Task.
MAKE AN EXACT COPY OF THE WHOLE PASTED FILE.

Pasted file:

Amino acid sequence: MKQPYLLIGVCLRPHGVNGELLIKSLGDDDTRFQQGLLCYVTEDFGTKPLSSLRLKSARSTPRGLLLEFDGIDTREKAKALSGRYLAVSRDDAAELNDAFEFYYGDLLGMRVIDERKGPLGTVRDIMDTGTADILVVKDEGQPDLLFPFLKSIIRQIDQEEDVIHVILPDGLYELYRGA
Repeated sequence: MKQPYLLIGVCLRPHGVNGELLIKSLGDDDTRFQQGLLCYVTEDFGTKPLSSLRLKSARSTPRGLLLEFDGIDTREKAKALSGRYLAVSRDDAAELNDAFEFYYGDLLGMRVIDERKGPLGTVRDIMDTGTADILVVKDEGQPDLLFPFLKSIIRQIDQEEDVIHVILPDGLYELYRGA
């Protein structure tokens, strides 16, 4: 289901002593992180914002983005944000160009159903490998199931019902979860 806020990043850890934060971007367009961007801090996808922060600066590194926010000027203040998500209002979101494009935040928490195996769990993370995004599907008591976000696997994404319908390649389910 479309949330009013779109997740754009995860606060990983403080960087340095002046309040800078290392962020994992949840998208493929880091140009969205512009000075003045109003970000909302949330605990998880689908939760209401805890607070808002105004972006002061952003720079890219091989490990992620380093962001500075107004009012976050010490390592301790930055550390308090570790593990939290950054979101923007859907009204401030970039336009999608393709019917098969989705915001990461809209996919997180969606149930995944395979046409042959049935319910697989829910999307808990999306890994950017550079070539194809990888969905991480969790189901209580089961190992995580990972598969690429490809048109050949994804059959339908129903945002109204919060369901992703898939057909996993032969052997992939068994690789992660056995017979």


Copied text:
Amino acid sequence: MKQPYLLIGVCLRPHGVNGELLIKSLGDDDTRFQQGLLCYVTEDFGTKPLSSLRLKSARSTPRGLLLEFDGIDTREKAKALSGRYLAVSRDDAAELNDAFEFYYGDLLGMRVIDERKGPLGTVRDIMDTGTADILVVKDEGQPDLLFPFLKSIIRQIDQEEDVIHVILPDGLYELYRGA
Repeated sequence: MKQPYLLIGVCLRPHGVNGELLIKSLGDDDTRFQQGLLCYVTEDFGTKPLSSLRLKSARSTPRGLLLEFDGIDTREKAKALSGRYLAVSRDDAAELNDAFEFYYGDLLGMRVIDERKGPLGTVRDIMDTGTADILVVKDEGQPDLLFPFLKSIIRQIDQEEDVIHVILPDGLYELYRGA
């Protein structure tokens, strides 16, 4: 289901002593992180914002983005944000160009159903490998199931019902979860 806020990043850890934060971007367009961007801090996808922060600066590194926010000027203040998500209002979101494009935040928490195996769990993370995004599907008591976000696997994404319908390649389910 479309949330009013779109997740754009995860606060990983403080960087340095002046309040800078290392962020994992949840998208493929880091140009969205512009000075003045109003970000909302949330605990998880689908939760209401805890607070808002105004972006002061952003720079890219091989490990992620380093962001500075107004009012976050010490390592301790930055550390308090570790593990939290950054979101923007859907009204401030970039336009999608393709019917098969989705915001990461809209996919997180969606149930995944395979046409042959049935319910697989829910999307808990999306890994950017550079070539194809990888969905991480969790189901209580089961190992995580990972598969690429490809048109050949994804059959339908129903945002109204919060369901992703898939057909996993032969052997992939068994690789992660056995017979």